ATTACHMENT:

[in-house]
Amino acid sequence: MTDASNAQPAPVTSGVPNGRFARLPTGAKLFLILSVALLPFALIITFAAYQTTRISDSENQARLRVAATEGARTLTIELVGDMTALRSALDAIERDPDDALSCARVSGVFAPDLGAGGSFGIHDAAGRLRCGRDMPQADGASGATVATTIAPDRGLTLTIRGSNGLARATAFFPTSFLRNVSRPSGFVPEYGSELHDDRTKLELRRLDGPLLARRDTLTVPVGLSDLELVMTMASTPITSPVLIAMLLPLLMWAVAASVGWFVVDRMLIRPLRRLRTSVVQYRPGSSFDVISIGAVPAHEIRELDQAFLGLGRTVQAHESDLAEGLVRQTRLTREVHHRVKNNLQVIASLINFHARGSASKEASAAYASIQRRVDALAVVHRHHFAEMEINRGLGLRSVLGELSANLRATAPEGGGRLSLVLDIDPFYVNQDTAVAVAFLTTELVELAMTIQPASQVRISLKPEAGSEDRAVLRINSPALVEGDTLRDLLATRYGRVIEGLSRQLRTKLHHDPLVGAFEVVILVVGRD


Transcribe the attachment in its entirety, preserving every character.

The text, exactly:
[in-house]
Amino acid sequence: MTDASNAQPAPVTSGVPNGRFARLPTGAKLFLILSVALLPFALIITFAAYQTTRISDSENQARLRVAATEGARTLTIELVGDMTALRSALDAIERDPDDALSCARVSGVFAPDLGAGGSFGIHDAAGRLRCGRDMPQADGASGATVATTIAPDRGLTLTIRGSNGLARATAFFPTSFLRNVSRPSGFVPEYGSELHDDRTKLELRRLDGPLLARRDTLTVPVGLSDLELVMTMASTPITSPVLIAMLLPLLMWAVAASVGWFVVDRMLIRPLRRLRTSVVQYRPGSSFDVISIGAVPAHEIRELDQAFLGLGRTVQAHESDLAEGLVRQTRLTREVHHRVKNNLQVIASLINFHARGSASKEASAAYASIQRRVDALAVVHRHHFAEMEINRGLGLRSVLGELSANLRATAPEGGGRLSLVLDIDPFYVNQDTAVAVAFLTTELVELAMTIQPASQVRISLKPEAGSEDRAVLRINSPALVEGDTLRDLLATRYGRVIEGLSRQLRTKLHHDPLVGAFEVVILVVGRD